Nowadays, with the influences of free agency, salary cap limitations and economic stress on teams, it is not possible to stock great players at backup positions. The days of keeping stars and high priced veterans as backups is long gone. As two examples that come to mind: in 1990 the 49ers had two future HOF qbs on the roster - Joe Montana and Steve Young (actually if memory serves, Young was on the 49ers for a few years before that, so the two HOF qbs were on the 49ers for maybe 3 or 4 years). From 1986 through 1992 OJ Anderson was on the Giants and he was an "insurance" backup to Joe Morris until he emerged as starter when Morris got hurt. Nowadays when the team invests $100M in the starting qb, they're going to look for an inexpensive, reliable backup. That can take several forms: taking a young, unproven player and hope that he is able to handle things; or a veteran well past his prime looking to hang on for another season or two. Sometimes you get lucky and find a career backup or a once-promising player who had a bad start to his career and is looking to resurrect his reputation by hooking up with a team that needs a calming veteran influence. Last two years, the Giants were lucky finding someone in this last category and getting David Carr as Manning's backup. This year they were hoping to go the career backup route with Sorgi, but when he hurt his shoulder, they had to look elsewhere. I completely agree with their decision to part ways with him rather than hoping his shoulder would recover and he could be a competent backup. (To the Giants credit, they put him on IR, rather than cutting him, which means that he gets paid.) There are two reasons that this was the right move. First, it's not like Sorgi is a proven commodity or an excellent backup. He played very little behind Peyton in Indianapolis and did not shine in the few opportunities he had to play. Second, the one most important quality you want from your backup qb is health. Let's face it - if your star qb goes down for the year - your season most likely goes down with it. What you want from a backup qb is to fill in if your starter goes down for 3-4 weeks with some minor injury, like an ankle sprain or the like. If that happens, you want the backup to come in and give you a chance to go 2-2 and not flush away the season. But if the backup has a bad shoulder, his ability to play those 4 games is questionable. You can't expect a star at that position, but you do want some health and continuity. The Giants would have gotten neither from Sorgi and it was right to part ways. The backup for now is Bomar, who has a decent arm but not the strong game skills to run a team. From what I have seen so far, he makes all the typical rookie mistakes: locking on to a receiver and telegraphing where he's going to go with the ball; holding on to the ball too long and giving away sacks; occasionally throwing unsafe passes into coverage. Unfortunately, those are not things you can work on in practice and only come from game experience. So let's hope Bomar does not have to make an appearance, but I would still prefer someone who can play to someone who is injured.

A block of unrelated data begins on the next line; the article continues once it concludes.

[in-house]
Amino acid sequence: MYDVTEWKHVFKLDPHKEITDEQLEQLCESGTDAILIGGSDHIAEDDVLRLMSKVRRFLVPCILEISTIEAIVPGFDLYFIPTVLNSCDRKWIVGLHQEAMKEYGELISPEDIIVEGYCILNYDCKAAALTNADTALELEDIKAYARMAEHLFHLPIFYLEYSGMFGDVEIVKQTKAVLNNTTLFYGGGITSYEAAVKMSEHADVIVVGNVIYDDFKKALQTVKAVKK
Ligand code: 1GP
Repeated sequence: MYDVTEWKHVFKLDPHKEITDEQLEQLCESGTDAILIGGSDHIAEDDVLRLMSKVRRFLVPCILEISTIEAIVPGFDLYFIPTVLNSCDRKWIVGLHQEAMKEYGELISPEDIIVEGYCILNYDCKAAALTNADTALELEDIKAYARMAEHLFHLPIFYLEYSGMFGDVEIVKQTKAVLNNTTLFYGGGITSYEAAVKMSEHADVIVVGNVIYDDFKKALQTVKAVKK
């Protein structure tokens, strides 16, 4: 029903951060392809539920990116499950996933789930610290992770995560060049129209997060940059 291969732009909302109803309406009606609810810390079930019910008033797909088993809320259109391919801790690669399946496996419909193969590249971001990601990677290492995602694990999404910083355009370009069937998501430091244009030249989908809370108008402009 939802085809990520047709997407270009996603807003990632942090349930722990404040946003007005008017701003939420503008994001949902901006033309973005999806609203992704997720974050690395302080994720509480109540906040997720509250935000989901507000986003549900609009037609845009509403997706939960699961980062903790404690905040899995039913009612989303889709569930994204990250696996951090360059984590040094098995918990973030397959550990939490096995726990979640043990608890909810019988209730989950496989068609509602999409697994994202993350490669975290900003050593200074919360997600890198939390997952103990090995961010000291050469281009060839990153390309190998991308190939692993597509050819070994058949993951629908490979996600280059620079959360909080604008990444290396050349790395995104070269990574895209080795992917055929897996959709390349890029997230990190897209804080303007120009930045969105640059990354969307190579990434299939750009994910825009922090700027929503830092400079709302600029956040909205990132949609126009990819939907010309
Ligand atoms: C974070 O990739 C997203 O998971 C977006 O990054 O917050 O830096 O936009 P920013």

Just a thought or two about the Giants schedule: I think it has some difficult elements in it and is among the toughest in football. Since the NFL went to the 32 teams in 2002 when they added the expansion Houston Texans, the schedule became much more even and has less variability from team to team. Prior to 2002, the league had 31 team and 3 divisions in each conference. To be sure there was some expansion throughout the '90s and it wasn't always 31 teams, but the point is that there were 3 divisions in each conference, not 4 as there have been since 2002. Prior to 2002, each team played the other teams within their division twice, played one division from the opposite conference and had 4 or 5 other games that were variable dependent on how strong the team's record was the year before. With a strong record, the team played a tougher set of opponents and with a weak record, the schedule was easier. The point is that there may have been 4 or 5 games that were variable and easier/harder than your opponents in the division and in the conference, which could make a real difference in the season. Nowadays, with 16 teams and 4 divisions in each conference, there are only 2 games that are variable based on previous season's record and there is much more parity in the schedule.